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MANILA, Philippines - Food security is not going it alone, but ensuring a country has access to supply when it needs it most, experts said on the sidelines of the 45th Annual Meeting of the Asian Development Bank (ADB) Board of Governors.
Xianbin Yao, director-general of the ADB Pacific Department, said the Philippines joins other countries that are pursuing food security amid the need to increase farm productivity worldwide.
Yao however said the Philippines can attain its goal by tapping the comparative advantage of other countries.
The Philippines aims to be come rice self-sufficient by next year.
"Indeed there is an important effort for increasing agricultural productivity, improving market connectivity. There is a lot of inefficiencies in the sectors which indeed requires investments, policies, at the same time we need to be mindful of the cost associated with the so-called self-sufficiency," Yao said.
"There are efforts that instead of a single focus on self-sufficiency to deal with food security, promoting regional cooperation, join other countries comparative advantages is first and foremost principle in our minds," he said.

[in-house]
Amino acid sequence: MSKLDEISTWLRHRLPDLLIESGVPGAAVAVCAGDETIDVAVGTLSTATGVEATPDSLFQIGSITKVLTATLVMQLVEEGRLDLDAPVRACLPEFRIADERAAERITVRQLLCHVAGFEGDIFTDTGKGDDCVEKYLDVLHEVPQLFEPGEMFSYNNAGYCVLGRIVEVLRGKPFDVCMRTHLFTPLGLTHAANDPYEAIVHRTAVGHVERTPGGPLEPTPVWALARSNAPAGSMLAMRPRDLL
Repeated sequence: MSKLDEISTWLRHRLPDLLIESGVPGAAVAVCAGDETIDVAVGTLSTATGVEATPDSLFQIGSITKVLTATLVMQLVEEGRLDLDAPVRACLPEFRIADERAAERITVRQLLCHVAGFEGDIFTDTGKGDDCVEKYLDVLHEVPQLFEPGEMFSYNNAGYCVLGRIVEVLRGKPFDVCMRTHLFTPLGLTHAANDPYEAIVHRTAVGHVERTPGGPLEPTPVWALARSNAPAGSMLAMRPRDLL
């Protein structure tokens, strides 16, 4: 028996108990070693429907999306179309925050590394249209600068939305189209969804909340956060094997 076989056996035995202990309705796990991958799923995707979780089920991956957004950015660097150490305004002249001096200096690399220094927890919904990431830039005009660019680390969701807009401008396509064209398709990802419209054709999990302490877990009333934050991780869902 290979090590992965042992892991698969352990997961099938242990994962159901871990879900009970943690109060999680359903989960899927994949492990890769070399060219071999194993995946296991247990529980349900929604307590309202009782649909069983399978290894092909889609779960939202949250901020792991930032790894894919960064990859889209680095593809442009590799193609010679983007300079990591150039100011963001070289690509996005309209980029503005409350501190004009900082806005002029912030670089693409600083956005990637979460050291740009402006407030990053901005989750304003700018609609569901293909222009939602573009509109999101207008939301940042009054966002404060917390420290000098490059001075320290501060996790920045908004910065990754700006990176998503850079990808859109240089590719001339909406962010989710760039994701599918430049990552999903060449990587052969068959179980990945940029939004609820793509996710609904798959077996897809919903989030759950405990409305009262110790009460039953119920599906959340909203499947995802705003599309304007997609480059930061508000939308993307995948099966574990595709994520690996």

Pierre Jacquet, chief economist of Agence Francaise de Developpement (AFD) or the French Development Agency, said international trade increasingly will be the "central aspect" of food security around the world.
Even if countries like the Philippines aim for rice self-sufficiency, it will have to tap other countries for things it has no comparative advantage in, he said, adding that international trade can play a big role in complementing a country's advantages.
"There is right now a drive in the whole world and people call that self-sufficiency but I think what matters is to increase production where it can be increased. This is really part of development. In the end, it won't be absolute self-sufficiency," Jacquet said.
"If you look at where people will need food and where food can be produced, overall, you don't have a mismatch but you have local mismatches that will have to be addressed by international trade. So international trade is bound to be a central aspect of food security in the future," he said.
According to an ADB report released Friday, food insecurity and inequality remain a reality for millions.
Had prices not increased during the early part of this decade, an additional 112 million people would have escaped poverty every year, the report said.
In the Philippines, food and non-food price increases caused 3.1 million Filipinos to join the ranks of the poor.
The ADB report said governments should establish hunger-alleviation funds, which should comprise one percent of a country's economic output.
"The funds could be jointly managed with the private sector, with companies encouraged to contribute using incentives such as tax breaks. Targeted subsidies would deliver help to those who need it most," the report said.
Besides targeted subsidies, the report recommended a second Green Revolution that taps biotechnology to raise food production. The report also pushed for weather-based crop insurance, as well as futures contracts that would give farmers a guaranteed minimum income for their crops.
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